Recovery of the Lake Chad Basin needs $5b
The sum of $5 billion is required to recover the area of Lake Chad Basin that is affected by Boko Haram crisis to restore its economic and socio-cultural value and make it to once again provide livelihood for the communities.
Mr Suleiman Adamu, the Chairman, Council of Ministers of Lake Chad Basin Commission (LCBC), unveiled the projected financial requirement at the 64th Ordinary Session of the Council on Thursday, in N’djamena.
He said that the amount would cover the first phase of the areas’ recovery project, which was part of LCBC’s Regional Stabilisation Strategy.
The Commission, he said, should take advantage of new funding opportunities “as demonstrated by most of our partners for effective and inclusive implementation of the stabilisation strategy to recover the Basin’s areas’’.
According to him, mobilising such a budget requires a huge effort in terms of advocacy, monitoring and responsiveness.
Adamu, who is Nigeria’s Minister of Water Resources, said that with the leadership and determination of Heads of State and Government in the region, solutions were gradually being put in place to rejuvenate the basin.
He aim, he said was to ensure “our Basin will once again become this vast and highly productive ecosystem, providing livelihoods for riverside communities and representing a food export pole for the entire Basin’’.
He noted that the Council’s meeting came at a time when terrorists in the Lake Chad region had renewed their onslaught aimed at undermining “the territorial integrity of our states and security of our peoples”.
Adamu, however, said that the Multinational Joint Task Force (MJTF) of LCBC and the national armed forces of member-countries were working hard to completely eradicate the insurgents.
He added that while security, military and humanitarian dimensions had a major role to play in bringing about peace, security and stability, they were still insufficient on their own.
“It is, therefore, more necessary than ever to implement the Regional Stabilisation Strategy for the resilience and recovery of the areas of the Lake Chad Basin affected by the Boko Haram.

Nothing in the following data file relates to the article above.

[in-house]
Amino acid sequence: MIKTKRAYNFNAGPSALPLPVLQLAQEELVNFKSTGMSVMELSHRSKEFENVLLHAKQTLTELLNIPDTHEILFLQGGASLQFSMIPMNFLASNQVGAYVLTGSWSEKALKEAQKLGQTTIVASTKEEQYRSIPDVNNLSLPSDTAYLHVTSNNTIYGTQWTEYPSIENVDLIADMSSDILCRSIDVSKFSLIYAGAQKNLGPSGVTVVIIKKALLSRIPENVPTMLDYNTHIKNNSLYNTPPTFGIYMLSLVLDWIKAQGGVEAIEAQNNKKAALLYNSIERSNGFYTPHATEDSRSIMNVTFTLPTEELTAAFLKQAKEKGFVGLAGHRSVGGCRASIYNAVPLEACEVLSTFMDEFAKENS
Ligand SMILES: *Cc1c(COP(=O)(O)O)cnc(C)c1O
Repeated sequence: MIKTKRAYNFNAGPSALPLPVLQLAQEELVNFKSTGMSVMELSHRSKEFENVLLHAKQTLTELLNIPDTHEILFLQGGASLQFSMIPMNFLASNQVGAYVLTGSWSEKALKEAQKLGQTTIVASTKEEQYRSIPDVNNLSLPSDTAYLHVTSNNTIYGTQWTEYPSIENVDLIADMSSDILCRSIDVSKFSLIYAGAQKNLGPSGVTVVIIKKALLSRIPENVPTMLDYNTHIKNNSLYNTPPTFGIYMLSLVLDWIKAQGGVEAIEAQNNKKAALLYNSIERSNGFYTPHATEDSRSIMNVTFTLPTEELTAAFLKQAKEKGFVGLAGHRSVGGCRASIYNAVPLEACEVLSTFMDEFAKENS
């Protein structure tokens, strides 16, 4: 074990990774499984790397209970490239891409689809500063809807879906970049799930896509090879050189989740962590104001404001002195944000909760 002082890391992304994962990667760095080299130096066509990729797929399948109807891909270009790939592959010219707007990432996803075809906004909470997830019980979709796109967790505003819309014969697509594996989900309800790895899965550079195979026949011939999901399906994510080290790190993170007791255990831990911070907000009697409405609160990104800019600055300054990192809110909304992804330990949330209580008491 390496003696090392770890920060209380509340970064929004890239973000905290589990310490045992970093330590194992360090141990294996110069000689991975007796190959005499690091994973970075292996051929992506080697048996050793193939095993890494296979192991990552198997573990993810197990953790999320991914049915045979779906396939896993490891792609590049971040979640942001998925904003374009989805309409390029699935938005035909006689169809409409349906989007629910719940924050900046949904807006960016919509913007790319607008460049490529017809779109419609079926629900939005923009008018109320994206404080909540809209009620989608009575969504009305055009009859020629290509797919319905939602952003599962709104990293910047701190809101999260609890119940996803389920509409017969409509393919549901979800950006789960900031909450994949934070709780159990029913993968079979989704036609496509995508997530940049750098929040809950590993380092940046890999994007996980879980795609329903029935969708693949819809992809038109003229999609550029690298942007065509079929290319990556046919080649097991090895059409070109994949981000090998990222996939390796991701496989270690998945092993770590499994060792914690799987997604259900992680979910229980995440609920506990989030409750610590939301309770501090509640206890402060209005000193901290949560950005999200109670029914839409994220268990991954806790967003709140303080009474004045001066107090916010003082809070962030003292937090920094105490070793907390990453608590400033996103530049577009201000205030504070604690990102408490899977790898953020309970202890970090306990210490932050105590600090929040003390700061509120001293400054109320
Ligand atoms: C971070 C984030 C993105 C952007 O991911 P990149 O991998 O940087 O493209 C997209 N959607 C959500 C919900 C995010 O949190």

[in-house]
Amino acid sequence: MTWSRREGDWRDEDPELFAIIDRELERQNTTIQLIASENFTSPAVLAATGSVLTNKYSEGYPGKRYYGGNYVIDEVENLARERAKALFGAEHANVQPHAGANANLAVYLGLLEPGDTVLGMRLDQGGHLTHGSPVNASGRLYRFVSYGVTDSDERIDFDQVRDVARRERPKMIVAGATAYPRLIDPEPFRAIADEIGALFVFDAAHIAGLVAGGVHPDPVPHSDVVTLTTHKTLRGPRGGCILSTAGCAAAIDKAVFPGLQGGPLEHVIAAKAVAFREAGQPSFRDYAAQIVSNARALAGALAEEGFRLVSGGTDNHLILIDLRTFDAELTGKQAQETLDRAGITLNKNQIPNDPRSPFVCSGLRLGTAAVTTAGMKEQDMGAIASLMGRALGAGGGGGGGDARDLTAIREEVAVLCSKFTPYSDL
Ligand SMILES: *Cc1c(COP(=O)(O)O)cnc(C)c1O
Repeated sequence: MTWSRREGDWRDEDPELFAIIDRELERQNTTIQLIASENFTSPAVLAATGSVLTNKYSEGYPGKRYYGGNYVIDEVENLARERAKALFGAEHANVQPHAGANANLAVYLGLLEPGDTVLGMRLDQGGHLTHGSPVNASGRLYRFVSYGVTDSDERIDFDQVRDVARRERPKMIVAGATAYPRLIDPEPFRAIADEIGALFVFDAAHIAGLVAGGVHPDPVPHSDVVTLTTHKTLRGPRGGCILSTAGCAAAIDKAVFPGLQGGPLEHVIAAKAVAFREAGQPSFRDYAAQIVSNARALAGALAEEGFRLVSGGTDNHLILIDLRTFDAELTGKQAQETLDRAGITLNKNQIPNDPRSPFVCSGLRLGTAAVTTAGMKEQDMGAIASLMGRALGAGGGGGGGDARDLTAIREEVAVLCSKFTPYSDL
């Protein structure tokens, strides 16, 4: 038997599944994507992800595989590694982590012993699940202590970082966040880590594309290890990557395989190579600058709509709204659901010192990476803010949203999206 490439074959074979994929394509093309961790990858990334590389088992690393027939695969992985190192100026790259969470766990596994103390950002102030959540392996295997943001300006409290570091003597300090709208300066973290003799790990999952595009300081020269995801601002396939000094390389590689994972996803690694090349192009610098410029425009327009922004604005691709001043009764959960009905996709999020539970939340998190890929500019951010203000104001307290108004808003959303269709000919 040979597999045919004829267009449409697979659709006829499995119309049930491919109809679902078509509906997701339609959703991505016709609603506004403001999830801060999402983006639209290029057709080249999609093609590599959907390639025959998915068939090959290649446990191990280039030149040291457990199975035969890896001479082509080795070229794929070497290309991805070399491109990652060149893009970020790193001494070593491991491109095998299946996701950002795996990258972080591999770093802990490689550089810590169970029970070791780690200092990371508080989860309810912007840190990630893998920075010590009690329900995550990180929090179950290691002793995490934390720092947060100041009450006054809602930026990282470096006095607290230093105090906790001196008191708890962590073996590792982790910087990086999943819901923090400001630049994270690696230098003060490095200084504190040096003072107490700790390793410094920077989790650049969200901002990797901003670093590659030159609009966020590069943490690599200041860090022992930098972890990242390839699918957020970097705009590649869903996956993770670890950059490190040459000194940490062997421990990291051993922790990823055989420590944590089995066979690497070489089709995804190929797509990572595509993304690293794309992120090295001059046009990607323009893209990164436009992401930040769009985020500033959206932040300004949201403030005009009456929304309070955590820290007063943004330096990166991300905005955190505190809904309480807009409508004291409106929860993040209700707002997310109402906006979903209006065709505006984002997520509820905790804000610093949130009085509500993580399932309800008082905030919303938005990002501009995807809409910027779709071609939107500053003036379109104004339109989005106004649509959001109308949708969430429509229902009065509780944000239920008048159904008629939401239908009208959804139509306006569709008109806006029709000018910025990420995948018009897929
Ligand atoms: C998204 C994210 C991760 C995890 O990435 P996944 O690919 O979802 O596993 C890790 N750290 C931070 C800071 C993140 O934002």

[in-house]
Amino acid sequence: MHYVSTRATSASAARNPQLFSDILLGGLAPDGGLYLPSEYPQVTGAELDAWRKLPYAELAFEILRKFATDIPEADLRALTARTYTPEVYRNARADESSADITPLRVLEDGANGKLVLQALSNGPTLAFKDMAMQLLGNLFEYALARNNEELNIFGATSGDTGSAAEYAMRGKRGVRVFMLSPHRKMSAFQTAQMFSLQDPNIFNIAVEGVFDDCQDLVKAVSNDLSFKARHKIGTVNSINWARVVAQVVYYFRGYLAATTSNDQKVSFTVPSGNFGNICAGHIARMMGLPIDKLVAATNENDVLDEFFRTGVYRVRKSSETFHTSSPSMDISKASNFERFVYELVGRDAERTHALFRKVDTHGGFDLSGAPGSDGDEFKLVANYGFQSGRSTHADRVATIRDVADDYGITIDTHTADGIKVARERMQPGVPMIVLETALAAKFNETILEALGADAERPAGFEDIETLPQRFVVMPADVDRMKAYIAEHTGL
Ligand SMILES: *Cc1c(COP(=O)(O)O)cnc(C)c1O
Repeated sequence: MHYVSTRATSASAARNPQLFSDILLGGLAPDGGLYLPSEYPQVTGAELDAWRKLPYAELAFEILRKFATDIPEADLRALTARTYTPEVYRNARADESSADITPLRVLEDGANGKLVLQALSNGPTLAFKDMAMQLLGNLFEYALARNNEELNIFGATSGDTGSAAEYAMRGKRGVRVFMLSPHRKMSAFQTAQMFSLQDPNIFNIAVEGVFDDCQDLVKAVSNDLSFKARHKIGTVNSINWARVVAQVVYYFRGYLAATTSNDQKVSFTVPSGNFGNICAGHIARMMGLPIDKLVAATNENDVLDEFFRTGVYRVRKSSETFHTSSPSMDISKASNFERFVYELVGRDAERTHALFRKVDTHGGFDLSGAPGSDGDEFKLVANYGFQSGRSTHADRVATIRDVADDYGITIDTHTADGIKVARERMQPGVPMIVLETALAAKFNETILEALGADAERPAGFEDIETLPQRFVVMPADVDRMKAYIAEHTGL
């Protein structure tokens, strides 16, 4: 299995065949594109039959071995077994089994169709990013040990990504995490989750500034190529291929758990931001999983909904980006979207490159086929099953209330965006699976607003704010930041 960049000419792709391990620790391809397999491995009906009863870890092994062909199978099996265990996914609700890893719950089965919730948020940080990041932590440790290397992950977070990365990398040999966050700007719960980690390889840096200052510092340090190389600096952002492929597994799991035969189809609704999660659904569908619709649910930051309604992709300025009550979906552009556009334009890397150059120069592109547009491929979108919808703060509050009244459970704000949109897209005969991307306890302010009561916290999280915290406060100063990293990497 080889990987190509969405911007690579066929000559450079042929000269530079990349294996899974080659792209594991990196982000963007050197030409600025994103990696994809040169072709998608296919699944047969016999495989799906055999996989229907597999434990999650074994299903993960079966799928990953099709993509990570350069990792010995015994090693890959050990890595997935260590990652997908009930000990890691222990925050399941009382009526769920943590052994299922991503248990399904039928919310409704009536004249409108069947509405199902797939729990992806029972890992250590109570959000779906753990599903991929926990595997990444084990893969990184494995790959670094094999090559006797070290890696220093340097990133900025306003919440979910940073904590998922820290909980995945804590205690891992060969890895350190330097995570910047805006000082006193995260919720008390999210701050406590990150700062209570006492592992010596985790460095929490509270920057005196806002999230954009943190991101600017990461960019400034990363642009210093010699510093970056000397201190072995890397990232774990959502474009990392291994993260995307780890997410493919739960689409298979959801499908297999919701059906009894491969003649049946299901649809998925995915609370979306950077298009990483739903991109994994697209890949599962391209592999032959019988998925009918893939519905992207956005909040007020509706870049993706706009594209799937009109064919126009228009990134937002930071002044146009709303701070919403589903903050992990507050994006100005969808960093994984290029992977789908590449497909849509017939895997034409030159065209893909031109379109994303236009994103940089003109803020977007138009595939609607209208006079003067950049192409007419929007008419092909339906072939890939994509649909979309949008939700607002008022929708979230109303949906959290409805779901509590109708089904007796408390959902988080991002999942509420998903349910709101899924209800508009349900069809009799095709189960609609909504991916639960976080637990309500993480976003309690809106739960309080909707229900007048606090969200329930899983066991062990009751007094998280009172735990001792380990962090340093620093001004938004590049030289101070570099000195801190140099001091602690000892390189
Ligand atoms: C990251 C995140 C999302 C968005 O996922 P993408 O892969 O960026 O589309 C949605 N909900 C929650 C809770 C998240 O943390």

“In addition to the socio-economic development dimensions, this must also include the educational and religious components, with their major role in spreading the culture of peace, tolerance and moderation.
“Our fight against extremism must also have as its essential purpose, to provide young people and women with an open education rooted in the authentic values and standards of our society,” he said.
Adamu stated that treading the recovery path would lead to entrepreneurship and job creation which would protect the people from the temptations of extremism.
The chairman also charged the Council to focus on implementing the objectives of sustainable development as defined at the International Conference on Saving Lake Chad held in Abuja in February, 2018.
He said in addition to the promise of a better life for “our populations, the revitalisation of Lake Chad and the restoration of these resources are the guarantees of greater peace, security, progress and development in the region’’.
He recalled that at the conference in Abuja, the African Union approved the Inter-Basin Water Transfer Project as a Pan-African project aimed at restoring Lake Chad for sustainable development.
He said that the project, which would also restore security and peace in the region, was a win-win partnership for the Congo Basin and Lake Chad.
Adamu disclosed that the partners had committed themselves to achieving objective of the synergy, saying it would produce hydroelectric power, build roads and river infrastructure and promote irrigation for the sustainable development.
He said that the development would extend to economic integration, peace and security in Central and West Africa and in the Sahel in particular. (NAN)